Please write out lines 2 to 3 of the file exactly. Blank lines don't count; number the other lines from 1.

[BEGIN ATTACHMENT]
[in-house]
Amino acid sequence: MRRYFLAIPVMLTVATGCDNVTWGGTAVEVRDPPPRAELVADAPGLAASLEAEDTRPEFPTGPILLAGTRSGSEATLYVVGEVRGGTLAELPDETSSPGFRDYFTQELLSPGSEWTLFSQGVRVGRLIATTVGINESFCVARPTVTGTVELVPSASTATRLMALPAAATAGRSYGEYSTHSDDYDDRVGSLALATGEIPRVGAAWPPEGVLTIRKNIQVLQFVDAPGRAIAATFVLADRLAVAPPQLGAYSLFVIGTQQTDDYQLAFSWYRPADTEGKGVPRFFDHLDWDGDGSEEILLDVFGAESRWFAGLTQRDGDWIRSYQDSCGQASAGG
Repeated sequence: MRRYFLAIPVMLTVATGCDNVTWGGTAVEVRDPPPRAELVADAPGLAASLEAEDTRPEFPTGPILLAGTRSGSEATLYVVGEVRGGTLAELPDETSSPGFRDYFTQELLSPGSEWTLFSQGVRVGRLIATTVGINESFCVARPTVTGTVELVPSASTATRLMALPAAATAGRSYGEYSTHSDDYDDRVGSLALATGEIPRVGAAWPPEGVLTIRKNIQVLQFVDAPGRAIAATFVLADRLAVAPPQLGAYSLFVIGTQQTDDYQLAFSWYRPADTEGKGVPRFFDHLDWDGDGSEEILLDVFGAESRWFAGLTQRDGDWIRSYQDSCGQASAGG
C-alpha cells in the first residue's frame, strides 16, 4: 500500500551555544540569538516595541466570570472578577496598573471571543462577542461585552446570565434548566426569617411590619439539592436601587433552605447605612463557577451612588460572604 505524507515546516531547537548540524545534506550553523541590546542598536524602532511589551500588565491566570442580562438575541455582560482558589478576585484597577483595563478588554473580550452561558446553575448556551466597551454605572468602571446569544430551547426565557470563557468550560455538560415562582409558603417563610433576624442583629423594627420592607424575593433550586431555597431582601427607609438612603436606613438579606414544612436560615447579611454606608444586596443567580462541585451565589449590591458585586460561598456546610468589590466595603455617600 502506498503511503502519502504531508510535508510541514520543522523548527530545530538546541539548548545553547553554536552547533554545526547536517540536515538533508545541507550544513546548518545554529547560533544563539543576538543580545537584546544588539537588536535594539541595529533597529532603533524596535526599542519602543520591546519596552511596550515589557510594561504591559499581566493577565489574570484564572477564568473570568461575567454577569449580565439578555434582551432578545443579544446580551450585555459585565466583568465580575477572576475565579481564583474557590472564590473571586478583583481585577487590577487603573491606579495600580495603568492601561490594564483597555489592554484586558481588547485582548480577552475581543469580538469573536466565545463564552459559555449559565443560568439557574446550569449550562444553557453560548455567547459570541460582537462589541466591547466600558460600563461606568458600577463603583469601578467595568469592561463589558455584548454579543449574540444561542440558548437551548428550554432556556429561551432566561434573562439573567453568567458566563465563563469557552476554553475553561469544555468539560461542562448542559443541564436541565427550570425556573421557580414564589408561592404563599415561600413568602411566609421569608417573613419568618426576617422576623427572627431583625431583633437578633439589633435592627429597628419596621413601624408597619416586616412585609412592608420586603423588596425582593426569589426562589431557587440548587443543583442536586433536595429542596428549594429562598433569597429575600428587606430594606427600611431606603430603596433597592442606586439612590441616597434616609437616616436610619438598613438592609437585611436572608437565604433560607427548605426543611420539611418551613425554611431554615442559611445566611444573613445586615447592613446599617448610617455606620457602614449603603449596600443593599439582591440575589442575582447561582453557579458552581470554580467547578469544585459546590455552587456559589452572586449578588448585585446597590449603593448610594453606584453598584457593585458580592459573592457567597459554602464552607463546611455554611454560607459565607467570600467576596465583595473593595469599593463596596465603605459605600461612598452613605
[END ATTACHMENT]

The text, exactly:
Amino acid sequence: MRRYFLAIPVMLTVATGCDNVTWGGTAVEVRDPPPRAELVADAPGLAASLEAEDTRPEFPTGPILLAGTRSGSEATLYVVGEVRGGTLAELPDETSSPGFRDYFTQELLSPGSEWTLFSQGVRVGRLIATTVGINESFCVARPTVTGTVELVPSASTATRLMALPAAATAGRSYGEYSTHSDDYDDRVGSLALATGEIPRVGAAWPPEGVLTIRKNIQVLQFVDAPGRAIAATFVLADRLAVAPPQLGAYSLFVIGTQQTDDYQLAFSWYRPADTEGKGVPRFFDHLDWDGDGSEEILLDVFGAESRWFAGLTQRDGDWIRSYQDSCGQASAGG
Repeated sequence: MRRYFLAIPVMLTVATGCDNVTWGGTAVEVRDPPPRAELVADAPGLAASLEAEDTRPEFPTGPILLAGTRSGSEATLYVVGEVRGGTLAELPDETSSPGFRDYFTQELLSPGSEWTLFSQGVRVGRLIATTVGINESFCVARPTVTGTVELVPSASTATRLMALPAAATAGRSYGEYSTHSDDYDDRVGSLALATGEIPRVGAAWPPEGVLTIRKNIQVLQFVDAPGRAIAATFVLADRLAVAPPQLGAYSLFVIGTQQTDDYQLAFSWYRPADTEGKGVPRFFDHLDWDGDGSEEILLDVFGAESRWFAGLTQRDGDWIRSYQDSCGQASAGG